“Pope John Paul II‘s letter to the Archbishop of Canterbury concerning the ordination of women to the priesthood was prompted by developments in that direction within the Anglican Communion. The Holy Father expressed his concern because of the fact that this question constitutes a new and serious obstacle on the journey undertaken to arrive at the re-establishment of full ecclesial communion between the Catholic Church and the Anglican Communion. When replying to the Holy Father, the Archbishop wrote simultaneously to Cardinal Johannes Willebrands, setting out the theological arguments on the basis of which those parts of the Anglican Communion which have proceeded to the ordination of women to the priesthood hold that they can justify this procedure. In his reply to the Archbishop, Cardinal Willebrands raised questions on the theological arguments in support of the ordination of women mentioned by Archbishop Runcie and drew attention to other theological considerations that must be born in mind. The programme of the international mixed Commission ARCIC-II includes the study of the consequences, for Catholic-Anglican dialogue, deriving from the fact that in some provinces of the Anglican Communion women have already been ordained to the priesthood.” [Information Service 61 (1986/III), p. 106]
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To the Most Reverend Robert Runcie
Archbishop of Canterbury
The long but necessary task of evaluating the Final Report of the first Anglican/Roman Catholic International Commission, in which both our Communions are now engaged, is a vital part of that journey of faith on which we have embarked together in our efforts to re-establish full ecclesial communion. It has been a joy to learn how seriously this task is being taken in so many countries, and how this study is frequently associated with joint action and common witness which express, as far as possible, the degree of communion which has already been brought about between us by the grace of God.
This degree of communion, indeed God’s very call to us to be one, also bids us face frankly the differences which still separate us. While the Catholic Church must always be sensitive to the heritage which she has in common with other Christians, she must nevertheless base frank and constructive dialogue upon clarity regarding her own positions.
It was in this spirit that, in an important exchange of letters in 1975-1976, Pope Paul VI affirmed to Archbishop Coggan the position of the Catholic Church concerning the admission of women to priestly ordination, a step at that time being considered by several Churches of the Anglican Communion. The reasons that he then stated briefly for the Catholic Church’s adherence to the long tradition on this matter were set out at length by the Sacred Congregation for the Doctrine of the Faith in the Declaration Inter Insigniores of 15 October 1976. This same position was again stated clearly by observers from the Secretariat for Promoting Christian Unity during the hearing on this subject at the Lambeth Conference of 1978.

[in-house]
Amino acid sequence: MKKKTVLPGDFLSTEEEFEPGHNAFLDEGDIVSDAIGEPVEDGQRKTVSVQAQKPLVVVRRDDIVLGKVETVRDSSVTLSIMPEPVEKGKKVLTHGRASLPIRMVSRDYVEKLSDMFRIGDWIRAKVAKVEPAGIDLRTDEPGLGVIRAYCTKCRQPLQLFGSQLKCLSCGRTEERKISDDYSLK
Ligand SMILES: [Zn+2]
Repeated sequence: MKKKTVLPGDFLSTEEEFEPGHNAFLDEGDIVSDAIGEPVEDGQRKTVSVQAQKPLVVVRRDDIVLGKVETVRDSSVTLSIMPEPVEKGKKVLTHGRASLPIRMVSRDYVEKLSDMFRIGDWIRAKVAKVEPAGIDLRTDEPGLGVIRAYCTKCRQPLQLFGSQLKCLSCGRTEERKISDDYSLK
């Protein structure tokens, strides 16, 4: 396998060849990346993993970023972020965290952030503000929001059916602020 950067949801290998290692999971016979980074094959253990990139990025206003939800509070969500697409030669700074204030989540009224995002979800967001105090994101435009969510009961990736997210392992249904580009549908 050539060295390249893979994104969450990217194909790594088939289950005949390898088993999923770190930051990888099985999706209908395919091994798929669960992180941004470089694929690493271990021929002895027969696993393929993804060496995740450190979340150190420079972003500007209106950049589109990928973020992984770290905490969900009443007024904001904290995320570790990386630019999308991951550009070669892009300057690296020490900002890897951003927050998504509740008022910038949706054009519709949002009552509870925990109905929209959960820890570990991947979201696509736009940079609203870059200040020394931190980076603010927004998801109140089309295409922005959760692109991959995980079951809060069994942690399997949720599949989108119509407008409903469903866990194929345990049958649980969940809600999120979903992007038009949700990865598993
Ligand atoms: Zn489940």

I know that Your Grace is well aware of the position of the Catholic Church and of the theological grounds which lead her to maintain it; indeed I am grateful that, in the recent debate in the General Synod of the Church of England, you referred to the implications of this question for Anglican relations with the Catholic and Orthodox Churches. But the outcome of that debate prompts me to reaffirm with all brotherly frankness the continuing adherence of the Catholic Church to the practice and principles so clearly stated by Pope Paul VI.
With his well-known affection for the Anglican Communion and his deep desire for Christian unity, it was with profound sadness that Pope Paul VI contemplated a step which he saw as introducing into our dialogue “an element of grave difficulty”, even “a threat”. Since that time we have celebrated together the progress towards reconciliation between our two Communions. But in those same years the increase in the number of Anglican churches which admit, or are preparing to admit, women to priestly ordination constitutes, in the eyes of the Catholic Church, an increasingly serious obstacle to that progress.
Pope Paul VI stated that “obstacles do not destroy mutual commitment to a search for reconciliation”. We too were “encouraged by our reliance on the grace of God and by all that we have seen of the power of that grace in the ecumenical movement of our time” when we set up the new Commission, whose task includes study of “all that hinders the mutual recognition of the ministries of our two Communions” (Common Declaration, 29 May 1982, No. 3). It is in that same hope, in the charity that “hopes all things” (1 Cor 13:7) but which seeks the unity of Christ’s Body by “speaking the truth in love” (Eph 4:15), that I write these words to you, my dear Brother, as we celebrate the Birth of the Lord who came in “the fulness of time to unite all things” (Eph 1:10).
From the Vatican, 20 December 1984
Joannes Paulus PP. II